When Jerry Anderson started reefnetting on Lummi Island in 1943, he was only ten. At the time, reefnet boats were essentially large canoes, built with planks over a wooden frame. The headstand — the tower a reefnetting crew stands on to look for fish — was made of wood and stood no more than 10 feet tall. Like today, fishermen stood watch on the headstand for schools of fish, then caught them in a net suspended between two boats. Power winches wouldn’t appear until the early 1960s. Fifty years later, the stand would be made of welded aluminum and rise 20 feet above a wide and stable barge.
Anderson settled on Lummi Island in the early 1950s and, from that point on, much of his life there revolved around fishing: the actual going out on the boats and catching fish, but also the speculation, rumor, politics and regulation that accompany it.
For decades Anderson, who served as the island’s postmaster, was also the Lummi Island nerve center for fishing politics. He got the urgent phone calls to say that the season had been opened; he had the latest gossip, the statistics, the test catch figures, which he put on the bulletin board in the post office. He was also involved in the biggest campaigns to save the salmon runs, and to save reefnetting from those who sought to end it. From his post office command center, Anderson developed a system of flags, then CB radio and later calls to mobile phones to “get the word out” that fishing season was open or closed or delayed.
You might say salmon advocacy was the family business. Anderson’s father, “Swede” Anderson, was a director of the Washington State Department of Fisheries, president of the Pacific Marine Fisheries Commission and a member of the Fisheries Advisory Committee to the International Salmon Commission. He spent his career trying to save salmon stocks, preserve spawning grounds and balance the many competing interests staking a claim to salmon.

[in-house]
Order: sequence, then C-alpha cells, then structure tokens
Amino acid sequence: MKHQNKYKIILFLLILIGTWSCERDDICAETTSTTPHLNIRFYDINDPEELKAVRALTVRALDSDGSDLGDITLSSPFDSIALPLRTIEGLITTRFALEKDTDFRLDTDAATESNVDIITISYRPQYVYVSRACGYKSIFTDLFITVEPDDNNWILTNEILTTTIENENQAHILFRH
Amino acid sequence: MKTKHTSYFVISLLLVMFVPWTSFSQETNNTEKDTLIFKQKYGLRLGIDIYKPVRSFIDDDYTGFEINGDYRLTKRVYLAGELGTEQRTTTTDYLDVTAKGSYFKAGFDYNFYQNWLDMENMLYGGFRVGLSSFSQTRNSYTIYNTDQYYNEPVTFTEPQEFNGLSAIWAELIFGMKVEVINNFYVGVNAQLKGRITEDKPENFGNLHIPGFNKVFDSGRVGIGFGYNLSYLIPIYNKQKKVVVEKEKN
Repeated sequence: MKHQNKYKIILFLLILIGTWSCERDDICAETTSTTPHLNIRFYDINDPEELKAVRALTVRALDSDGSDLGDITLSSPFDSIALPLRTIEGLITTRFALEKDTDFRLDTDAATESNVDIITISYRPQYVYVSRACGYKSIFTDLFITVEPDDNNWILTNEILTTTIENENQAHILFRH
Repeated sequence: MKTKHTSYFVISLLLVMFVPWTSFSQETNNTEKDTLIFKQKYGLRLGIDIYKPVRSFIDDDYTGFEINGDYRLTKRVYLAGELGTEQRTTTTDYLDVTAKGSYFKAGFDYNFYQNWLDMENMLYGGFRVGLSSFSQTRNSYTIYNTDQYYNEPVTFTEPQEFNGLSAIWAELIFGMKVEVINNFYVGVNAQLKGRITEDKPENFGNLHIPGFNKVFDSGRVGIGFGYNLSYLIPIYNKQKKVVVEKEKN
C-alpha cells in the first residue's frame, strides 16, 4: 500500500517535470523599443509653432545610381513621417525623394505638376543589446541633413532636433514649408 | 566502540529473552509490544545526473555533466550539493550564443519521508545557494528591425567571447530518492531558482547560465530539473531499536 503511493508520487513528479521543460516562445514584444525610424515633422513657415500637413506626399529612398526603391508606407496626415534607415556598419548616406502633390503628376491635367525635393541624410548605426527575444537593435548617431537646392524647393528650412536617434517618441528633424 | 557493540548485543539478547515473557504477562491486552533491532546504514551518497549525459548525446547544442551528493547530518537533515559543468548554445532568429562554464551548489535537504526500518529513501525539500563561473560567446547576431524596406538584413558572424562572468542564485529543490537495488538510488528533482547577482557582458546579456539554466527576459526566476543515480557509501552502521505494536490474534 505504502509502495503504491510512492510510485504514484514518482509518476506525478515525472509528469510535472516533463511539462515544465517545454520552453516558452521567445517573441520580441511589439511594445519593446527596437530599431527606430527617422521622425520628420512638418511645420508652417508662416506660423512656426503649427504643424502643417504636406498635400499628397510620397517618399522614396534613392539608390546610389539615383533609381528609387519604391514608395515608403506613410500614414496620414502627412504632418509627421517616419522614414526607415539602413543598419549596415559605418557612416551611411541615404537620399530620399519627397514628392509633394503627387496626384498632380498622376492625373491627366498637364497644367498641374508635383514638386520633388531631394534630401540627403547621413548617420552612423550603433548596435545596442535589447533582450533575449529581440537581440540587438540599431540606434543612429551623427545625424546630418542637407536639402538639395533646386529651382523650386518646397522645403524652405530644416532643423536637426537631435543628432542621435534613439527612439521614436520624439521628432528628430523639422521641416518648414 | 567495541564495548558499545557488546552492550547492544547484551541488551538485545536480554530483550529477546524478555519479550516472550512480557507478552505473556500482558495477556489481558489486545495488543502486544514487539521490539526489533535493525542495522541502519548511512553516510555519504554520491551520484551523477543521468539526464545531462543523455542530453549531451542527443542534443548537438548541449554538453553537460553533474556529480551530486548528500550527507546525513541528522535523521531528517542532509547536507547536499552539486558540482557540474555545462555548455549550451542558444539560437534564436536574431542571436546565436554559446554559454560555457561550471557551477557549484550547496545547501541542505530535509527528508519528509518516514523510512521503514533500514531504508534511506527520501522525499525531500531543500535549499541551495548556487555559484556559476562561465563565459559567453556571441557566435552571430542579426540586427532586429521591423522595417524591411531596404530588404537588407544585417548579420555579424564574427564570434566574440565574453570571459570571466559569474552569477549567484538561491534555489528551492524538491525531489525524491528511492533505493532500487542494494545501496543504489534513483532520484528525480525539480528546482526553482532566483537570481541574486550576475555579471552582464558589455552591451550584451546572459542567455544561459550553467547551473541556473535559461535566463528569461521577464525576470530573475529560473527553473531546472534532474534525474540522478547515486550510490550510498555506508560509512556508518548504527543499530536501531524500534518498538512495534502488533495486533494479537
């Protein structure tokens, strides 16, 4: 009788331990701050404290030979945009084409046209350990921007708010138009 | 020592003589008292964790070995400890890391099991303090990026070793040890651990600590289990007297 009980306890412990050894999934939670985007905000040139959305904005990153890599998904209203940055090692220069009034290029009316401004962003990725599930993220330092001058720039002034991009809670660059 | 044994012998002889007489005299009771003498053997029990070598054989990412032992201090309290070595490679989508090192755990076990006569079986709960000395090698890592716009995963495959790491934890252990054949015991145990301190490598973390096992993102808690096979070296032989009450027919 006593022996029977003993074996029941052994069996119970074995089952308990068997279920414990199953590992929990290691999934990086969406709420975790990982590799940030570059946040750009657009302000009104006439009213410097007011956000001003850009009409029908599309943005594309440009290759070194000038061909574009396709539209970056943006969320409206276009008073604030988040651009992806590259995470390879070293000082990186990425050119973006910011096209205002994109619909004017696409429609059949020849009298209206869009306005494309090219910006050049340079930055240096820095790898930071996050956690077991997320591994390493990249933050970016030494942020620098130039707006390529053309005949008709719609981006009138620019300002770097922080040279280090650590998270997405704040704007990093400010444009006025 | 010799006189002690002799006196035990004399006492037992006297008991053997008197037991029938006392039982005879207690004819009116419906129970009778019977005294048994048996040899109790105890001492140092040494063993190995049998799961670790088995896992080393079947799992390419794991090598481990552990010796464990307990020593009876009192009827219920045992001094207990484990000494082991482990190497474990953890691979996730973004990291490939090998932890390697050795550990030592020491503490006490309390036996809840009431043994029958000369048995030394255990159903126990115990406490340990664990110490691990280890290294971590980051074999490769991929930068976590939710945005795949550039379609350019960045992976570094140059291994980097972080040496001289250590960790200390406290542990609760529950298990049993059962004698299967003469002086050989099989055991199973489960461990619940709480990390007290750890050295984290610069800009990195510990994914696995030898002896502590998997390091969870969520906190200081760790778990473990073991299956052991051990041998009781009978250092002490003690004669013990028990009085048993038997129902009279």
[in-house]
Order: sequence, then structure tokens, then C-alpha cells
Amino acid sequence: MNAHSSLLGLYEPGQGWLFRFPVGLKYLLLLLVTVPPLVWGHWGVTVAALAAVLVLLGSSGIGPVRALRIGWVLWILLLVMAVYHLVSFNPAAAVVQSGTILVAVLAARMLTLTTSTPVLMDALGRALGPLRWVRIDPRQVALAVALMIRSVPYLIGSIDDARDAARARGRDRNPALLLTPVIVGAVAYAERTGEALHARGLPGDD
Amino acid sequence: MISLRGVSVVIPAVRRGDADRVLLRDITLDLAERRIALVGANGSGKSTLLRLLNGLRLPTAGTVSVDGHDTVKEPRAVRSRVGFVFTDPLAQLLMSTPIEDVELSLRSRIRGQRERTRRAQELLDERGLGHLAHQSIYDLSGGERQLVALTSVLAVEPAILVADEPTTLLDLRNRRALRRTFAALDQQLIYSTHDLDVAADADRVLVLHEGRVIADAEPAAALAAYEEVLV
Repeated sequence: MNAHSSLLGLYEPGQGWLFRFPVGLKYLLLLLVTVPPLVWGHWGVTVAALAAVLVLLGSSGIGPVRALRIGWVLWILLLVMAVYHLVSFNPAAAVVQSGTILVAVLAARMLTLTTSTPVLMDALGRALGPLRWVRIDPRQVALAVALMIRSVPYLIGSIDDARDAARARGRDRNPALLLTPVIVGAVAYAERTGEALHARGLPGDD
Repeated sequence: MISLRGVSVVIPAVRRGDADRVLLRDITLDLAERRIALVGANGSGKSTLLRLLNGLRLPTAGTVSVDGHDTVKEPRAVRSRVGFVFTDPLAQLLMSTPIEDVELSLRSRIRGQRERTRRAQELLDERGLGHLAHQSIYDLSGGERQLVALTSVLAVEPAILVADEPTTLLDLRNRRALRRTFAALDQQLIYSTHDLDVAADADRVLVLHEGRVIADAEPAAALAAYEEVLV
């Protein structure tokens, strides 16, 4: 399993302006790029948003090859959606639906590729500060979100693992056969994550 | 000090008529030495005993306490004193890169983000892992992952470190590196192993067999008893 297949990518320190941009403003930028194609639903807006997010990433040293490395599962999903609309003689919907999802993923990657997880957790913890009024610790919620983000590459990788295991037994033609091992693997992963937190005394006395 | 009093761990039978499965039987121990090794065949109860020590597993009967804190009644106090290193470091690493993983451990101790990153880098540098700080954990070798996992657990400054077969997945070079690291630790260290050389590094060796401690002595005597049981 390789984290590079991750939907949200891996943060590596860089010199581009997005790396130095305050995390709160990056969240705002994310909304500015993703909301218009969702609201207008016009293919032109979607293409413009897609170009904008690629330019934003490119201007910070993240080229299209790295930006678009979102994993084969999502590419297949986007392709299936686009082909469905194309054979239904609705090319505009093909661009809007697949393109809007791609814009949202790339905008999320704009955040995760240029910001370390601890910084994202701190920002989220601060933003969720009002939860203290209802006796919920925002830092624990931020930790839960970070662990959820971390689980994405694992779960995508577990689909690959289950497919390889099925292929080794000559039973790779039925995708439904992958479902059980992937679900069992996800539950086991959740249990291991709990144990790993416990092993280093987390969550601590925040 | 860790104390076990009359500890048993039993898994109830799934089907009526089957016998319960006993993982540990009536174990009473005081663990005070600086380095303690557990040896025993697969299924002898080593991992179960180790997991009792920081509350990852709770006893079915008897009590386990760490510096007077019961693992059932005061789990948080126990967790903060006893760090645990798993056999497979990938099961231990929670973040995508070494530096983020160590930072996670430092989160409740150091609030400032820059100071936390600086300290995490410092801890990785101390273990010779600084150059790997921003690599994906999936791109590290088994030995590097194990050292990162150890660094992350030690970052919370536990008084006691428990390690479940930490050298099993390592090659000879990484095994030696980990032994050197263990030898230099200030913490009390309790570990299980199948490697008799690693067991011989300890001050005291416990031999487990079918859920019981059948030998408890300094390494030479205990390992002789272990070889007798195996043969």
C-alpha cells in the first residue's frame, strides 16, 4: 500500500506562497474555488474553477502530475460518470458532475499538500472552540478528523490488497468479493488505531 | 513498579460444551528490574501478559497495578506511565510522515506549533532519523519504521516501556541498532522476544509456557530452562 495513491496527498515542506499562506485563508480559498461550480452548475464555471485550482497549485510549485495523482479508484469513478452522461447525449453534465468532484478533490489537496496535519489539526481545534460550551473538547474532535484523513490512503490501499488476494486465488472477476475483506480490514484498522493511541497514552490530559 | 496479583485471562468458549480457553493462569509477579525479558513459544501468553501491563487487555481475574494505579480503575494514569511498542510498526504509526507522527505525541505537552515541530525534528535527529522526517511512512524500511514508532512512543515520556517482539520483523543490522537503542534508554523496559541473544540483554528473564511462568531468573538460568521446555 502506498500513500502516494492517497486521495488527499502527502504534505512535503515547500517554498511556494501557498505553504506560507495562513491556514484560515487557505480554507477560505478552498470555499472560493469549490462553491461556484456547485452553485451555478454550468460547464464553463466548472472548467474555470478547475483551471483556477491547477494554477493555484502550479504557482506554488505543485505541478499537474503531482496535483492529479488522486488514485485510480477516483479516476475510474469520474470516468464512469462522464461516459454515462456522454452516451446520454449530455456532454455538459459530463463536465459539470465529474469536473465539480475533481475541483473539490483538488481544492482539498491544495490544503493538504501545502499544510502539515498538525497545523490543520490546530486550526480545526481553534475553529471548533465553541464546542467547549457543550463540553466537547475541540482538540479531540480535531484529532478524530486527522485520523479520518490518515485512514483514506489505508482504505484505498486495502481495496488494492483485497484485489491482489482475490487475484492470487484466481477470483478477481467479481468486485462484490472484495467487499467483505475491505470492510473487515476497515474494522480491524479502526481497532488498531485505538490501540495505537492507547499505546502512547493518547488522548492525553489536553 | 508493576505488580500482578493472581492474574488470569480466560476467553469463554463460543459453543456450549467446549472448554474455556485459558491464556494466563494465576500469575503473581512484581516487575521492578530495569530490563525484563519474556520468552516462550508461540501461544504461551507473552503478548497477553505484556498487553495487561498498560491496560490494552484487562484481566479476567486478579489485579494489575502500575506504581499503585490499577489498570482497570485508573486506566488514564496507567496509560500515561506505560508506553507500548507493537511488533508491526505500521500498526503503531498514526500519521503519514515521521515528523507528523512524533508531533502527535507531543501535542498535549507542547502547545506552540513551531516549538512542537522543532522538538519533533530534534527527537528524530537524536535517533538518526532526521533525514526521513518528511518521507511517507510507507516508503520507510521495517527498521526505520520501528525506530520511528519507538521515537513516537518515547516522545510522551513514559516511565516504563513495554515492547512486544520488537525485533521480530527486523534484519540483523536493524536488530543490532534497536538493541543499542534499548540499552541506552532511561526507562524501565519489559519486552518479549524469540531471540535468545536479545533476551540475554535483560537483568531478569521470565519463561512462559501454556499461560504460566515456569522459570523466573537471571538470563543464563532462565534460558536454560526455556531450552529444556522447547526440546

After his father’s death in 1950, 17-year-old Jerry Anderson dropped out of Western Washington State University to campaign against Initiative 192, which sought to outlaw reefnetting. He represented the reefnet industry at the US-Canada treaty negotiations after graduating. In 1974, he testified at hearings leading to the Boldt decision, which allocated 50 to 66 percent of the salmon catch to the Native American treaty fishers. He was a lifelong advocate of keeping lines of communication open with the various treaty groups, and with the Lummi Tribe in particular.
“Fishing was where family happened, and the family was about fishing,” says Jerry's son Michael Anderson, who began fishing with his father at age 8, earning 2 cents per fish. For Michael and his brother Peter, it was “impossible” to turn off father-son dynamics on the reefnet gear.
Working alongside their often demanding father, the Anderson boys learned resilience and tenacity. “Once I balked at cleaning out the accumulated slime in the fish holds with my bare hands, so my father got down on his hands and knees and showed me how to do it,” Michael recalls. Similar hardships – lying on thorny briars while painting the bottom of the boats, getting drenched with sea spray on a cold morning in the skiff or getting stung by a jelly fish were to be born without complaint.
In addition to being a father to Michael and Peter, Jerry was a father figure to the young men who were part of his crew, including my husband Jeff Greenberg and friends Craig Wright and Rolf Moan, who fished with the Andersons in the early 1980s and shared the experience of having distant or absent fathers of their own.
”Two months after my father’s unexpected death from cancer, when I was 20, I received a call from Lummi Island offering me an 'inside boater' job for the summer on the Anderson reefnet gear, despite my lack of experience,” recalls Moan.
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